Cellular immune responsiveness, as measured by lymphocyte transformation in one-way mixed-leukocyte cultures and in phytohemagglutinin (PHA)-stimulated cultures, was evaluated in 60 patients with cancer and in 81 normal controls. The effect produced by sera from these subjects on in vitro transformation of lymphocytes was tested on autologous cells and on homologous responding cells from a constant panel of 10 healthy volunteers.
The responsiveness of lymphocytes from cancer patients to PHA and to a battery of mitomycin-treated allogeneic cells was significantly lower than that of normal controls. Lymphocyte reactivity in the presence of autologous cancer serum was inversely related to the extent of the disease. Pooled normal serum enhanced the responsiveness of lymphocytes from cancer patients but had no such effect on control cultures from healthy subjects. Sera from cancer patients reduced the PHA and mixed-leukocytc culture responsiveness of normal panel lymphocytes to a level that was significantly lower than that found in the presence of sera from healthy controls. The degree of inhibition produced by cancer sera on the blastogenic response of normal lymphocytes increased with advanced disease. Suppression of lymphocyte transformation was markedly greater in mixed-leukocyte cultures than in cultures exposed to PHA.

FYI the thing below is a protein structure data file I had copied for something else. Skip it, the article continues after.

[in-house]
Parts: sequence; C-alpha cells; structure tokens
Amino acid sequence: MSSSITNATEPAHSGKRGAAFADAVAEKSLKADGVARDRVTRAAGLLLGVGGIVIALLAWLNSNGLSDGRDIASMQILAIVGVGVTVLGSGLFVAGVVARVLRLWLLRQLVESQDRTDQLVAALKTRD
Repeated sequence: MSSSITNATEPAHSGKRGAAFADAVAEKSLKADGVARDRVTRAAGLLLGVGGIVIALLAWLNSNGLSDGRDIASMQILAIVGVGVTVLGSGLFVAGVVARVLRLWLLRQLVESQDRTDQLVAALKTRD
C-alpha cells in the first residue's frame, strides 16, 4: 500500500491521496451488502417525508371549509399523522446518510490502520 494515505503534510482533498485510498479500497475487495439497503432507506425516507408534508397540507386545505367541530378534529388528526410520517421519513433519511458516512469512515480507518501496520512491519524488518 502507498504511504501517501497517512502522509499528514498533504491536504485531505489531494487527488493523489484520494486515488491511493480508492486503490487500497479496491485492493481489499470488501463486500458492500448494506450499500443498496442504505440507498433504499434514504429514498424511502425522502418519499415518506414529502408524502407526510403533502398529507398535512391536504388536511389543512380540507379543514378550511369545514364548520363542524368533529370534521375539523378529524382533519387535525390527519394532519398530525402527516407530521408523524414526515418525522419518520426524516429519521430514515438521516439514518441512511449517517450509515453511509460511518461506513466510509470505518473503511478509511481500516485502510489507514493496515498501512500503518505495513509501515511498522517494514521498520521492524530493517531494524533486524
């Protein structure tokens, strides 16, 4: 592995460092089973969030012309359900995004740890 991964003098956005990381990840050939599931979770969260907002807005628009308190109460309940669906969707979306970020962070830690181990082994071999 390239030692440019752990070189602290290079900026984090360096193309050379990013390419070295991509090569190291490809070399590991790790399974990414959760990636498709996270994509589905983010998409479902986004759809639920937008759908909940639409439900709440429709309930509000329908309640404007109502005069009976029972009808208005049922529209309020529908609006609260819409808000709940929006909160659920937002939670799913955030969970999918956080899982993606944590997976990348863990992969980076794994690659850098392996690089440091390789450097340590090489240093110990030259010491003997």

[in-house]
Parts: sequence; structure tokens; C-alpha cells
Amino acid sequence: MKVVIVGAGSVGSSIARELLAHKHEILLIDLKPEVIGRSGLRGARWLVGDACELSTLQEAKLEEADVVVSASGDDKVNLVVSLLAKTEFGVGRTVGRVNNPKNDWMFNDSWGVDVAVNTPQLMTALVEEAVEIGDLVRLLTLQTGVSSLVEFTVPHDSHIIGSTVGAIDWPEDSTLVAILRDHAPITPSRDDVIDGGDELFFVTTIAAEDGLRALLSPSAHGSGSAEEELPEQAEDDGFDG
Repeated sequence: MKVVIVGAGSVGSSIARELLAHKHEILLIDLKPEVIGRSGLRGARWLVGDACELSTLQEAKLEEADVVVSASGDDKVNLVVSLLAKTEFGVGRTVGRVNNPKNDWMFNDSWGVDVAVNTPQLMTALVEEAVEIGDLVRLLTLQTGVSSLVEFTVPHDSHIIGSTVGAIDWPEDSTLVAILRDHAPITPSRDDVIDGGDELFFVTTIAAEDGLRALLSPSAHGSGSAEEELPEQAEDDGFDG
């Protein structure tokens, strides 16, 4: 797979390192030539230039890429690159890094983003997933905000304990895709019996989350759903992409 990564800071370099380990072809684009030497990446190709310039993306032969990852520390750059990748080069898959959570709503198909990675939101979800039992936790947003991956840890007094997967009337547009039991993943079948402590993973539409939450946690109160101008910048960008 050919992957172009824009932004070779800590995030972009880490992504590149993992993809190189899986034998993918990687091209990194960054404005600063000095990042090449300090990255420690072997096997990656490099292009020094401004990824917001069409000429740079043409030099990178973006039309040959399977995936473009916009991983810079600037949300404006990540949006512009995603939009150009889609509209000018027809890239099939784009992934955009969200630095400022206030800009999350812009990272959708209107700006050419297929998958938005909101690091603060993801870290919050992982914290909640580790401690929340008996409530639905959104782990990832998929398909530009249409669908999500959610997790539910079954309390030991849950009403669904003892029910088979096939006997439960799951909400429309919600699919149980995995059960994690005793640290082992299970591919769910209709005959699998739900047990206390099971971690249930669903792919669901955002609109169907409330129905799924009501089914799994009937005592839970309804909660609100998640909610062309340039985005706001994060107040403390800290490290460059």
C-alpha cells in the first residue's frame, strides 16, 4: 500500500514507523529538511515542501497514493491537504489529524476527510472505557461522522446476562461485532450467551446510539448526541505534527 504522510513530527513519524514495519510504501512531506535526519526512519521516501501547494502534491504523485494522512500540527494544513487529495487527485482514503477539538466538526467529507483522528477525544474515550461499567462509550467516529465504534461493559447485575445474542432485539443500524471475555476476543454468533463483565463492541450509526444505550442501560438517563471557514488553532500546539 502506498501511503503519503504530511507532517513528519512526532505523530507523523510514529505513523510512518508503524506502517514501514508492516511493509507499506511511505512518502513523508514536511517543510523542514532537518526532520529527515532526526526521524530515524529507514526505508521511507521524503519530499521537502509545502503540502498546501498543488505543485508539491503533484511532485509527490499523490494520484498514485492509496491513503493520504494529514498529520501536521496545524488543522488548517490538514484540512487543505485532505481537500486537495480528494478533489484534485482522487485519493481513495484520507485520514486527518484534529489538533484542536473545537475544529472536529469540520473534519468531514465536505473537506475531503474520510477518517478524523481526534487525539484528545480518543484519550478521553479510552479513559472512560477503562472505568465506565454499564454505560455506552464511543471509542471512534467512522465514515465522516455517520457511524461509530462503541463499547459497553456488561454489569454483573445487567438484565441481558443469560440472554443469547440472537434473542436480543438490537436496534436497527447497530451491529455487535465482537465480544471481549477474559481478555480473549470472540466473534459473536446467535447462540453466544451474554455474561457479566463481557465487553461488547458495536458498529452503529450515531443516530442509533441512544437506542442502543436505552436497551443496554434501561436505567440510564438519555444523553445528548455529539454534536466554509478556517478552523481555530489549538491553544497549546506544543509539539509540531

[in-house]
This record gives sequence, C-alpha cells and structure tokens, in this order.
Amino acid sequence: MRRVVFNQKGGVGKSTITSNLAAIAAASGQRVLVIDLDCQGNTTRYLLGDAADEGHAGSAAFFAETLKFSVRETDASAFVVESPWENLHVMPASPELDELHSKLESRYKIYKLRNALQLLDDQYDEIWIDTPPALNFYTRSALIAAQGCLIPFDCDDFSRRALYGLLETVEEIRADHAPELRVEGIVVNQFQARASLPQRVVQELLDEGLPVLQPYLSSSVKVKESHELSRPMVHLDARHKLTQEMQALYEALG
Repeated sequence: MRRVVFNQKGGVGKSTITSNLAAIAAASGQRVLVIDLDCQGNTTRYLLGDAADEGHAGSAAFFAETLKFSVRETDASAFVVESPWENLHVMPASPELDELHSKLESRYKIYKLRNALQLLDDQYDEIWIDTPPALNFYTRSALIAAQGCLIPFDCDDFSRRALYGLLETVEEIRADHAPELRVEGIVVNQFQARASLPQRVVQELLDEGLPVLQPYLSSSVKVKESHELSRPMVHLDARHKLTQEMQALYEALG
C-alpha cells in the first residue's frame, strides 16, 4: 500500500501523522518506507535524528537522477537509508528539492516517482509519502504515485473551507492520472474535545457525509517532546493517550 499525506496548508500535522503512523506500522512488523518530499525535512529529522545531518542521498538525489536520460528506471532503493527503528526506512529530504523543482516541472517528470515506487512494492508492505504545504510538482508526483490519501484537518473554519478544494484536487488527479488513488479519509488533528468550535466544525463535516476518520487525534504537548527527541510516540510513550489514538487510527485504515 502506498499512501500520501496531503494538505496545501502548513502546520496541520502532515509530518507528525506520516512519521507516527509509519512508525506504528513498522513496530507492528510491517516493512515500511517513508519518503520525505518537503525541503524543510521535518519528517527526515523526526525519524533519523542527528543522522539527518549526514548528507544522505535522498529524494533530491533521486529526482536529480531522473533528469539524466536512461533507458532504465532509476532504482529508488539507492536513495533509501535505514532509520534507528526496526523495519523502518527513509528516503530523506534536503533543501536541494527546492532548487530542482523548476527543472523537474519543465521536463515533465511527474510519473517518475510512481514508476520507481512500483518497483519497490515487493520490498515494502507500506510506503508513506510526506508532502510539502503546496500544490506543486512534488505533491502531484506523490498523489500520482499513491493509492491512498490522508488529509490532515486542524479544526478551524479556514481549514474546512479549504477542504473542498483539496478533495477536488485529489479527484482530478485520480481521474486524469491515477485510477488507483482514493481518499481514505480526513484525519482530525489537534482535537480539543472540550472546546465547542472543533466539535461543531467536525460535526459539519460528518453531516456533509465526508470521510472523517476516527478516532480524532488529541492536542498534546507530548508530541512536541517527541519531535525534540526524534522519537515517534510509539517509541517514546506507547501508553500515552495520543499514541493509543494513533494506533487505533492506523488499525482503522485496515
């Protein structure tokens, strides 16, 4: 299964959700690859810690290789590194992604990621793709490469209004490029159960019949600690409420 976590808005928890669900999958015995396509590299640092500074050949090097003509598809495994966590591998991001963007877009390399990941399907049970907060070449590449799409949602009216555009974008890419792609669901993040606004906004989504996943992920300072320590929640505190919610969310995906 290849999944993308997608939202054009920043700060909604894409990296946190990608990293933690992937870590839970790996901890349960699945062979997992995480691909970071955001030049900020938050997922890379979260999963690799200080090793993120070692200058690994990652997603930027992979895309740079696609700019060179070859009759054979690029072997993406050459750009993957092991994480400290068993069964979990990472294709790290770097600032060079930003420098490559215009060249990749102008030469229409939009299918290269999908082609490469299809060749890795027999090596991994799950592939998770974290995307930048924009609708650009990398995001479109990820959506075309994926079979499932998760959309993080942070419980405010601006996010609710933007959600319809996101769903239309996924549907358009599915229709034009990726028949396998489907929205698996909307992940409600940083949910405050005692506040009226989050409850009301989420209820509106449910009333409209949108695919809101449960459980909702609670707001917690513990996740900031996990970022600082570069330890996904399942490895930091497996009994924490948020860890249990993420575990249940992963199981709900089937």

Out of 60 cancer sera investigated, 23 possessed HL-A reactivity against a random panel of lymphocytes. Our findings demonstrate that serum-inhibitory factors are at least partially responsible for impairment of T-cell responsiveness in cancer patients. It is suggested that isoantigenic modifications on the surface of cancer cells cause the appearance of blocking antibody, with broad cross-reactivity that might bind to the surface of responding and/or target cells.
This work was supported by Grant C-48408 from the State of New York, Department of Health, Kidney Disease Institute.